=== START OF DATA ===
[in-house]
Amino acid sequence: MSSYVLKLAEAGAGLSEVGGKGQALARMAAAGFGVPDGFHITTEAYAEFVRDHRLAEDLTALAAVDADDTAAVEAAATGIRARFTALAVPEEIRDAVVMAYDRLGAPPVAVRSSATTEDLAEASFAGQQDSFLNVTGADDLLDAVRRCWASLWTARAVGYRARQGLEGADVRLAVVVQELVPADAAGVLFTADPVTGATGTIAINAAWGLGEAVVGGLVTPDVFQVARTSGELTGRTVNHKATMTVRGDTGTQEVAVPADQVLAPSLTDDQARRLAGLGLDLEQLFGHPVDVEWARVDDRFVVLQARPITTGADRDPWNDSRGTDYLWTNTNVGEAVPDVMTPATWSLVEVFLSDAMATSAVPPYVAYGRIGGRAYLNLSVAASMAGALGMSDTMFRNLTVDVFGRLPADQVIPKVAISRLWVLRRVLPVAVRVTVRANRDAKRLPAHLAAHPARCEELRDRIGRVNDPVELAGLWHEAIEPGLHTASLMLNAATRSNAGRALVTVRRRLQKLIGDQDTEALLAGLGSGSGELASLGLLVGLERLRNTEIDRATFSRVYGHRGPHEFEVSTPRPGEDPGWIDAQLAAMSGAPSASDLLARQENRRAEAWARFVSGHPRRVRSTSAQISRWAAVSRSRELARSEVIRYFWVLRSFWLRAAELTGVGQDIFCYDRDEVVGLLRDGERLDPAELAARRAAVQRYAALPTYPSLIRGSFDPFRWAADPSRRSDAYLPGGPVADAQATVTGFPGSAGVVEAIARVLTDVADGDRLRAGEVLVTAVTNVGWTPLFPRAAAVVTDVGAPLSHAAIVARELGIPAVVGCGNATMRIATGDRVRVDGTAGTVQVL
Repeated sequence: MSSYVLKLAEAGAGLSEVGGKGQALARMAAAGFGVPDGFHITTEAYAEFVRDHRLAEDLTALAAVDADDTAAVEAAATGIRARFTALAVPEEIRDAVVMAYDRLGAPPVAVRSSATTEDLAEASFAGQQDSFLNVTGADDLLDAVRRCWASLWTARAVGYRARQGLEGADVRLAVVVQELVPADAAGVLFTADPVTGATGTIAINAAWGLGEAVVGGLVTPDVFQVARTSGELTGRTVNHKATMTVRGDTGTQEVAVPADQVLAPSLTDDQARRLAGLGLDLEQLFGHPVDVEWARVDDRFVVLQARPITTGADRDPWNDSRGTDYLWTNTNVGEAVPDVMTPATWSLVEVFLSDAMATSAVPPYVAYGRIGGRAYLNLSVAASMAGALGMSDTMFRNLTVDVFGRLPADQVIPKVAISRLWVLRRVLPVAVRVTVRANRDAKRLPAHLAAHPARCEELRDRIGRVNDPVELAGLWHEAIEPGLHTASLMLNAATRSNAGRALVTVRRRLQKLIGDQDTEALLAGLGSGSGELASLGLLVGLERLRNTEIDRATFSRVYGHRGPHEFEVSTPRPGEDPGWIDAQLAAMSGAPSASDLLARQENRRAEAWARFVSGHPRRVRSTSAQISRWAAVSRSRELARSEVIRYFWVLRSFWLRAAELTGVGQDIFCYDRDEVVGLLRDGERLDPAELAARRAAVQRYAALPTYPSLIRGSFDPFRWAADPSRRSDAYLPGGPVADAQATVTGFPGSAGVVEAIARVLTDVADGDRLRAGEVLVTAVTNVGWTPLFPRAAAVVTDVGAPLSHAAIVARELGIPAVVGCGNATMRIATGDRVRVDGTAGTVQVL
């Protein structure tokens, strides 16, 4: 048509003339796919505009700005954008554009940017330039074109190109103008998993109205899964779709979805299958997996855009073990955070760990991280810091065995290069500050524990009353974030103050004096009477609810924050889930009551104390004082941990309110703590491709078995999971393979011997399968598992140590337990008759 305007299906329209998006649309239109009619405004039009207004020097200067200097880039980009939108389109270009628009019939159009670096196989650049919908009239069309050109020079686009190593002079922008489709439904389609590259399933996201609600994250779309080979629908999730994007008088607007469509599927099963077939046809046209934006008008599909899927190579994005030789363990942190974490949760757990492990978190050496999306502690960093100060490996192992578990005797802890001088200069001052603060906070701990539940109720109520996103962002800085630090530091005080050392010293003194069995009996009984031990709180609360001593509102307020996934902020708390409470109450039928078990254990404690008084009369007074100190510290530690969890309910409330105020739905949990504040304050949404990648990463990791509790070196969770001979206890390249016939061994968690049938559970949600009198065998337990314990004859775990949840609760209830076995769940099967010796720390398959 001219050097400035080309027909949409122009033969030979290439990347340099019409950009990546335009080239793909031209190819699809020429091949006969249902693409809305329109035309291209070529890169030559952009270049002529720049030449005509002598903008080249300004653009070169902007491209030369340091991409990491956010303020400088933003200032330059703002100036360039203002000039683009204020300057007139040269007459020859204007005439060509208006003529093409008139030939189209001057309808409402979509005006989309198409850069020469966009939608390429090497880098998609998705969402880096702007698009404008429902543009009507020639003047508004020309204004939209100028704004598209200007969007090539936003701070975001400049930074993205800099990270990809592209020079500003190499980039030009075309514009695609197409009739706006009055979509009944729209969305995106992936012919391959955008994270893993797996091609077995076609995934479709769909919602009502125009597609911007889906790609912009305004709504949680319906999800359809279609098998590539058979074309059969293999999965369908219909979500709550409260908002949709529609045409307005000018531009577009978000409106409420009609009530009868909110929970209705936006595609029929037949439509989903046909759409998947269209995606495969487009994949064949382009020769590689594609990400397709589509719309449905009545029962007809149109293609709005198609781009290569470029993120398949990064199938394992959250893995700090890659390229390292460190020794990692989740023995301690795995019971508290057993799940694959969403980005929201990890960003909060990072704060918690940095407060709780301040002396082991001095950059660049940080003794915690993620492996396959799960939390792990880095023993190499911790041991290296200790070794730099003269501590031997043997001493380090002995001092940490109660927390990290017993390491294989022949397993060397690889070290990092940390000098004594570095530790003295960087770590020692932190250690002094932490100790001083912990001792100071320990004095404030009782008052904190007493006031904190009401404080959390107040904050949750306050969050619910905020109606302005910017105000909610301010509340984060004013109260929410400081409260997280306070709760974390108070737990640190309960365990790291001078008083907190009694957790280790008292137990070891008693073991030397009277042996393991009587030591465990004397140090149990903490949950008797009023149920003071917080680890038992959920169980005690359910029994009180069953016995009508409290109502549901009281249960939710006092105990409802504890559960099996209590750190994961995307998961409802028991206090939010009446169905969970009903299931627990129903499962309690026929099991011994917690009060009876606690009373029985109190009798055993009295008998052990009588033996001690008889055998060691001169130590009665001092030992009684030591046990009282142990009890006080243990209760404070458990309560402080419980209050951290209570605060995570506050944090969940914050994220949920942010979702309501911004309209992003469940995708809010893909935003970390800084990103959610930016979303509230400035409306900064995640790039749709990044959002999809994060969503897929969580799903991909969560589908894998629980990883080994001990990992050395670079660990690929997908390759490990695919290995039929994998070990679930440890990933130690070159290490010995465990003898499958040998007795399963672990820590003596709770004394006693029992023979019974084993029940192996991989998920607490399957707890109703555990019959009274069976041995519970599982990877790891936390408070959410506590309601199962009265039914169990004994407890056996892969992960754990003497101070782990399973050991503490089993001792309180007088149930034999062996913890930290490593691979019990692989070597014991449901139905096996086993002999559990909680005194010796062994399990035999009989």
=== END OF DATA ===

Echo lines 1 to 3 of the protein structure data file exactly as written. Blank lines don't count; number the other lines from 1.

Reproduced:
[in-house]
Amino acid sequence: MSSYVLKLAEAGAGLSEVGGKGQALARMAAAGFGVPDGFHITTEAYAEFVRDHRLAEDLTALAAVDADDTAAVEAAATGIRARFTALAVPEEIRDAVVMAYDRLGAPPVAVRSSATTEDLAEASFAGQQDSFLNVTGADDLLDAVRRCWASLWTARAVGYRARQGLEGADVRLAVVVQELVPADAAGVLFTADPVTGATGTIAINAAWGLGEAVVGGLVTPDVFQVARTSGELTGRTVNHKATMTVRGDTGTQEVAVPADQVLAPSLTDDQARRLAGLGLDLEQLFGHPVDVEWARVDDRFVVLQARPITTGADRDPWNDSRGTDYLWTNTNVGEAVPDVMTPATWSLVEVFLSDAMATSAVPPYVAYGRIGGRAYLNLSVAASMAGALGMSDTMFRNLTVDVFGRLPADQVIPKVAISRLWVLRRVLPVAVRVTVRANRDAKRLPAHLAAHPARCEELRDRIGRVNDPVELAGLWHEAIEPGLHTASLMLNAATRSNAGRALVTVRRRLQKLIGDQDTEALLAGLGSGSGELASLGLLVGLERLRNTEIDRATFSRVYGHRGPHEFEVSTPRPGEDPGWIDAQLAAMSGAPSASDLLARQENRRAEAWARFVSGHPRRVRSTSAQISRWAAVSRSRELARSEVIRYFWVLRSFWLRAAELTGVGQDIFCYDRDEVVGLLRDGERLDPAELAARRAAVQRYAALPTYPSLIRGSFDPFRWAADPSRRSDAYLPGGPVADAQATVTGFPGSAGVVEAIARVLTDVADGDRLRAGEVLVTAVTNVGWTPLFPRAAAVVTDVGAPLSHAAIVARELGIPAVVGCGNATMRIATGDRVRVDGTAGTVQVL
Repeated sequence: MSSYVLKLAEAGAGLSEVGGKGQALARMAAAGFGVPDGFHITTEAYAEFVRDHRLAEDLTALAAVDADDTAAVEAAATGIRARFTALAVPEEIRDAVVMAYDRLGAPPVAVRSSATTEDLAEASFAGQQDSFLNVTGADDLLDAVRRCWASLWTARAVGYRARQGLEGADVRLAVVVQELVPADAAGVLFTADPVTGATGTIAINAAWGLGEAVVGGLVTPDVFQVARTSGELTGRTVNHKATMTVRGDTGTQEVAVPADQVLAPSLTDDQARRLAGLGLDLEQLFGHPVDVEWARVDDRFVVLQARPITTGADRDPWNDSRGTDYLWTNTNVGEAVPDVMTPATWSLVEVFLSDAMATSAVPPYVAYGRIGGRAYLNLSVAASMAGALGMSDTMFRNLTVDVFGRLPADQVIPKVAISRLWVLRRVLPVAVRVTVRANRDAKRLPAHLAAHPARCEELRDRIGRVNDPVELAGLWHEAIEPGLHTASLMLNAATRSNAGRALVTVRRRLQKLIGDQDTEALLAGLGSGSGELASLGLLVGLERLRNTEIDRATFSRVYGHRGPHEFEVSTPRPGEDPGWIDAQLAAMSGAPSASDLLARQENRRAEAWARFVSGHPRRVRSTSAQISRWAAVSRSRELARSEVIRYFWVLRSFWLRAAELTGVGQDIFCYDRDEVVGLLRDGERLDPAELAARRAAVQRYAALPTYPSLIRGSFDPFRWAADPSRRSDAYLPGGPVADAQATVTGFPGSAGVVEAIARVLTDVADGDRLRAGEVLVTAVTNVGWTPLFPRAAAVVTDVGAPLSHAAIVARELGIPAVVGCGNATMRIATGDRVRVDGTAGTVQVL